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Failure to dlopen libgomp due to static TLS data


Hello,

we're running into a problem related to use of initial-exec access to
TLS variables in dynamically-loaded libraries.  Now, in general, this
is actually not supported.  However, there seems to an "inofficial"
extension that allows selected system libraries to use small amounts
of static TLS space to allow critical variables to be defined to use
the initial-exec model even in dynamically-loaded libraries.

One example of a system library that does this is libgomp, the OpenMP
support library provided with GCC.  Here's an email thread from the
gcc mailing lists debating the use of the initial-exec model:

[gomp] Avoid -Wl,-z,nodlopen (PR libgomp/28482)
https://gcc.gnu.org/ml/gcc-patches/2007-05/msg00097.html

The idea why this is supposed to work is that glibc/ld.so will always
allocate a small amount of surplus static TLS data space at startup.
As long as the total amount of initial-exec TLS variables defined in
dynamically-loaded libraries fits into that extra space, everything
is supposed to work out fine.  This could be ensured by allowing
only certain defined system libraries to use this extension.

However, in fact there is a *second* restriction, which may cause
loading a library requiring static TLS to fail, *even if* there
still is enough surplus space.  This is due to the following check
in dl-open.c:dl_open_worker:

          /* For static TLS we have to allocate the memory here and
             now.  This includes allocating memory in the DTV.  But we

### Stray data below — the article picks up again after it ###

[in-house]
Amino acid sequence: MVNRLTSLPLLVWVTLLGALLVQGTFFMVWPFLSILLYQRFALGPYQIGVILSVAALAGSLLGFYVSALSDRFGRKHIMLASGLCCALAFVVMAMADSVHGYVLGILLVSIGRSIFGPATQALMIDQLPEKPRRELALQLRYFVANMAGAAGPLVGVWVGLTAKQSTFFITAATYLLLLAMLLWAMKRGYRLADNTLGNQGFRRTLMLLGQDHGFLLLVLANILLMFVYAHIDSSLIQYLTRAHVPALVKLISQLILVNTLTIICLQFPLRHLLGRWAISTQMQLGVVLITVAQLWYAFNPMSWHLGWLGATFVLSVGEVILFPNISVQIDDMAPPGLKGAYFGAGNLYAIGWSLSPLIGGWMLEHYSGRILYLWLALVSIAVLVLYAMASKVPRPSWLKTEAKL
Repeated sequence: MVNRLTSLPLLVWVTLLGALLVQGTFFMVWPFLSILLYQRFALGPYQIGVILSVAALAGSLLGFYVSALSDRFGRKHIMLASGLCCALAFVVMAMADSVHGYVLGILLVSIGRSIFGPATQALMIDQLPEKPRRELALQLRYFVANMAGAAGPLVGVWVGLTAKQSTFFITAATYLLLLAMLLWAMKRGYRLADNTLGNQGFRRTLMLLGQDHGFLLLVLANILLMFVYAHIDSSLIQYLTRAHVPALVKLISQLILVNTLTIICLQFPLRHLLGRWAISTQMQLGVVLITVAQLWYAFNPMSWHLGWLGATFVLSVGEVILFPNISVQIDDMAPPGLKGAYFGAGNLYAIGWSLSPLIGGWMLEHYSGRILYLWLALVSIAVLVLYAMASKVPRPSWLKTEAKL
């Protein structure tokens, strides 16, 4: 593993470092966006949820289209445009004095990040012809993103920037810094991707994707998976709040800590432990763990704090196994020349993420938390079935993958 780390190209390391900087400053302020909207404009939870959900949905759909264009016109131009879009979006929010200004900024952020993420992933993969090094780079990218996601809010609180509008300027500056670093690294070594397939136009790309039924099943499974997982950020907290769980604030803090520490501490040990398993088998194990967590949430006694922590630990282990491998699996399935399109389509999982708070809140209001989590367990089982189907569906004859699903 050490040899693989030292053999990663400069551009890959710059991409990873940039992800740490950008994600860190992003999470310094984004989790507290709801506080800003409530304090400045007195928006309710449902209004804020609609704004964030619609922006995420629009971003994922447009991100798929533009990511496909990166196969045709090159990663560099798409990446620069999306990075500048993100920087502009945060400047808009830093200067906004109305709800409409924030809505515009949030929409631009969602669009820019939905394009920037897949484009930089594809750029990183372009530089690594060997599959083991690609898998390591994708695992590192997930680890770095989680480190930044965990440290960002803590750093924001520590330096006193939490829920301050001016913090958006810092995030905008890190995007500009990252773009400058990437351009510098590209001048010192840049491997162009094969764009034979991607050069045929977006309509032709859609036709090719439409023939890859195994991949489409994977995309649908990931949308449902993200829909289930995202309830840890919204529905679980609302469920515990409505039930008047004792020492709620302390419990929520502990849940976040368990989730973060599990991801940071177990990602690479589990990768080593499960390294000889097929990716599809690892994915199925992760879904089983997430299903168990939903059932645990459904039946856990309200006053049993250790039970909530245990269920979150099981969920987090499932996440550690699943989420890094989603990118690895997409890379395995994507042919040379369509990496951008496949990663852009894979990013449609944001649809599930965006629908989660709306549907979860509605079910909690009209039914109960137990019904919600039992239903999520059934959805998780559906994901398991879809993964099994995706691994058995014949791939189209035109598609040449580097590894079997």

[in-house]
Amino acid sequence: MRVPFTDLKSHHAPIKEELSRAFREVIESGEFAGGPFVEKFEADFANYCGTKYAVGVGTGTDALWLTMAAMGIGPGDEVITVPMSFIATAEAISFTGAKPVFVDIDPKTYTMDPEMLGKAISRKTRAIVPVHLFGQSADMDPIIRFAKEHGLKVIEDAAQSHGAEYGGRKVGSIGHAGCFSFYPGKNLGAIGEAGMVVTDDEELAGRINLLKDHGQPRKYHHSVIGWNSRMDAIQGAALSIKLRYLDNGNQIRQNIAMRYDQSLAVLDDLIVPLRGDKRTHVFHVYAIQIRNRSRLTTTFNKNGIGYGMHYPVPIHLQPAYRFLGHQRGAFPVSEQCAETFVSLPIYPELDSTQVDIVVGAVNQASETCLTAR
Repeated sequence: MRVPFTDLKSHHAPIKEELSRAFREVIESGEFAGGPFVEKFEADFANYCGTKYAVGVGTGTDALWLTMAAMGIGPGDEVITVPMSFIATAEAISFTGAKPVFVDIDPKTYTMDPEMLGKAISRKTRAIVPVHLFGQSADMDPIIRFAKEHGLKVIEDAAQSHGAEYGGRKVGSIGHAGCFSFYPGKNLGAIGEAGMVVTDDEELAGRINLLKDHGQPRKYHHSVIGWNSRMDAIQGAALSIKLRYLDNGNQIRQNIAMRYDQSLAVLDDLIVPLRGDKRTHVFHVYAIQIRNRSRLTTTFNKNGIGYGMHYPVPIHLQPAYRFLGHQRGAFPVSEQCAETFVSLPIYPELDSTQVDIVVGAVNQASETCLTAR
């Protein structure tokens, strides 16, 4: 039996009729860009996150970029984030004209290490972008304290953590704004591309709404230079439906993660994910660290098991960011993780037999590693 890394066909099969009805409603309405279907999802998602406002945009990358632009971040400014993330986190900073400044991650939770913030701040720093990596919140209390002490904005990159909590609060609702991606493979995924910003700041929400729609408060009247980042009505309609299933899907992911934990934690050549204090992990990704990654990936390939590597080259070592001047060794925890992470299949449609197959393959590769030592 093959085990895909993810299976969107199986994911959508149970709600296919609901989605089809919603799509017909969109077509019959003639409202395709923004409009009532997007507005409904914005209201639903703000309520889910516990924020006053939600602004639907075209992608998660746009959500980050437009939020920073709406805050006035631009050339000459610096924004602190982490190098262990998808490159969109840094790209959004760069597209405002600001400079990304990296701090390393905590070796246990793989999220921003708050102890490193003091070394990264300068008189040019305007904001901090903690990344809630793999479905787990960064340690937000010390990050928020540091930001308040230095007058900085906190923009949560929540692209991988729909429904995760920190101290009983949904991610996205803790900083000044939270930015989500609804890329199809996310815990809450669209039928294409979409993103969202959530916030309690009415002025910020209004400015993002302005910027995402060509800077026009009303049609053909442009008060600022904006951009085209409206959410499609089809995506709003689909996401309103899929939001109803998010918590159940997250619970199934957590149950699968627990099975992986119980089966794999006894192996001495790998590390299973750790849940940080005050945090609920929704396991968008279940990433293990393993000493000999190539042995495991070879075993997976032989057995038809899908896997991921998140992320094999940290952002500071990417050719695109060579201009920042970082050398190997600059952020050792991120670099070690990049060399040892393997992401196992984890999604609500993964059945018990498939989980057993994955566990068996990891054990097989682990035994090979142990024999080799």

cannot change any DTV other than our own.  So, if we
             cannot guarantee that there is room in the DTV we don't
             even try it and fail the load.

             XXX We could track the minimum DTV slots allocated in
             all threads.  */
          if (! RTLD_SINGLE_THREAD_P && imap->l_tls_modid > DTV_SURPLUS)
            _dl_signal_error (0, "dlopen", NULL, N_("\
cannot load any more object with static TLS"));

This is a seriously problematic condition for the use case described
above.  There is no reasonable way a system library can ensure that,
when it is loaded via dlopen, it gets assigned a module ID not larger
than DTV_SURPLUS (which currently equals 14).

Specifically, we've had a bug report from a major ISV that one of
their large applications fails to load a plugin via dlopen with
the above error message, which turned out to be because:
- the plugin uses OpenMP and is thus implicitly linked against libgomp
- the main application does not use libgomp, so it gets loaded at dlopen
- at this point, some 150 libraries are already in use
- many of those libraries define (regular!) TLS variables

Therefore, the TLS module ID of the (indirectly loaded) libgomp ends
up being larger than 14, and the dlopen fails.  It doesn't seem to be
the case that the ISV is doing anything "wrong" here; the problem is
caused solely by the interaction of glibc and libgomp.

It seems to me that something ought to be fixed here.  Either the use
of initial-exec variables simply isn't reliably supportable, but then
not even system libraries like libgomp should use it.  Or else, glibc
*wants* to support that use case, but then it should do so in a way
that reliably works as long as system libraries adhere to conditions
that are in their power to implement.

Thinking along the latter lines, it seems the dl_open_worker check
may be overly conservative:

            For static TLS we have to allocate the memory here and